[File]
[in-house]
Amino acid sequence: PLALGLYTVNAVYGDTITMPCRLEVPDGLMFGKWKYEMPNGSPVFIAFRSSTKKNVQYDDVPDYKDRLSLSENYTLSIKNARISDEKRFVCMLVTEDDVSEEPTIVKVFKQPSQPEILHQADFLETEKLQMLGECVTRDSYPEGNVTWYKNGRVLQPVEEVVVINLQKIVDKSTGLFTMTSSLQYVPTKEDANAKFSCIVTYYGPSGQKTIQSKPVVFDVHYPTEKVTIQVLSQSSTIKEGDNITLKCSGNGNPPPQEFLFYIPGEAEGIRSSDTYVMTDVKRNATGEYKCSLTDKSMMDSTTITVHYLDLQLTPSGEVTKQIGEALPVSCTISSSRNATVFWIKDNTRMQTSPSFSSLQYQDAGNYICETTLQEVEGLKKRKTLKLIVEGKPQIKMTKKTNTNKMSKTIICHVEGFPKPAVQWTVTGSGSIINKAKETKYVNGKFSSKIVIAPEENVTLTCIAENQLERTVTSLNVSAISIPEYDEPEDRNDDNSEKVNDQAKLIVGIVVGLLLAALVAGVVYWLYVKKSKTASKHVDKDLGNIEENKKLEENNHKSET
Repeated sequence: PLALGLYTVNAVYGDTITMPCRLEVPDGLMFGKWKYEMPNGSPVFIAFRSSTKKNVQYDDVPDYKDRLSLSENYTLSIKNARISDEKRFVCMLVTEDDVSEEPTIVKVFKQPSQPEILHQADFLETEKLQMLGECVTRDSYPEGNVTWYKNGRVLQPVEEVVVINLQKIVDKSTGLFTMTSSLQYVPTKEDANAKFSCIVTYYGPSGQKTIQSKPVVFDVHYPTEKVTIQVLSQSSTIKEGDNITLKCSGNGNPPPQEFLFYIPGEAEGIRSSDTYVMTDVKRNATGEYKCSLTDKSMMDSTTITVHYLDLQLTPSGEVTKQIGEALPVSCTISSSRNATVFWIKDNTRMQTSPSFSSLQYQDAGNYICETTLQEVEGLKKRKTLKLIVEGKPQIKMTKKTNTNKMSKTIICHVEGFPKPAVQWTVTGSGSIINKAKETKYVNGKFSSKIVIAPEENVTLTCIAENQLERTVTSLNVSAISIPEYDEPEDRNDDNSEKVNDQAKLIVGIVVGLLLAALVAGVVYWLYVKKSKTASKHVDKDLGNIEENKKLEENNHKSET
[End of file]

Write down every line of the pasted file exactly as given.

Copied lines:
[in-house]
Amino acid sequence: PLALGLYTVNAVYGDTITMPCRLEVPDGLMFGKWKYEMPNGSPVFIAFRSSTKKNVQYDDVPDYKDRLSLSENYTLSIKNARISDEKRFVCMLVTEDDVSEEPTIVKVFKQPSQPEILHQADFLETEKLQMLGECVTRDSYPEGNVTWYKNGRVLQPVEEVVVINLQKIVDKSTGLFTMTSSLQYVPTKEDANAKFSCIVTYYGPSGQKTIQSKPVVFDVHYPTEKVTIQVLSQSSTIKEGDNITLKCSGNGNPPPQEFLFYIPGEAEGIRSSDTYVMTDVKRNATGEYKCSLTDKSMMDSTTITVHYLDLQLTPSGEVTKQIGEALPVSCTISSSRNATVFWIKDNTRMQTSPSFSSLQYQDAGNYICETTLQEVEGLKKRKTLKLIVEGKPQIKMTKKTNTNKMSKTIICHVEGFPKPAVQWTVTGSGSIINKAKETKYVNGKFSSKIVIAPEENVTLTCIAENQLERTVTSLNVSAISIPEYDEPEDRNDDNSEKVNDQAKLIVGIVVGLLLAALVAGVVYWLYVKKSKTASKHVDKDLGNIEENKKLEENNHKSET
Repeated sequence: PLALGLYTVNAVYGDTITMPCRLEVPDGLMFGKWKYEMPNGSPVFIAFRSSTKKNVQYDDVPDYKDRLSLSENYTLSIKNARISDEKRFVCMLVTEDDVSEEPTIVKVFKQPSQPEILHQADFLETEKLQMLGECVTRDSYPEGNVTWYKNGRVLQPVEEVVVINLQKIVDKSTGLFTMTSSLQYVPTKEDANAKFSCIVTYYGPSGQKTIQSKPVVFDVHYPTEKVTIQVLSQSSTIKEGDNITLKCSGNGNPPPQEFLFYIPGEAEGIRSSDTYVMTDVKRNATGEYKCSLTDKSMMDSTTITVHYLDLQLTPSGEVTKQIGEALPVSCTISSSRNATVFWIKDNTRMQTSPSFSSLQYQDAGNYICETTLQEVEGLKKRKTLKLIVEGKPQIKMTKKTNTNKMSKTIICHVEGFPKPAVQWTVTGSGSIINKAKETKYVNGKFSSKIVIAPEENVTLTCIAENQLERTVTSLNVSAISIPEYDEPEDRNDDNSEKVNDQAKLIVGIVVGLLLAALVAGVVYWLYVKKSKTASKHVDKDLGNIEENKKLEENNHKSET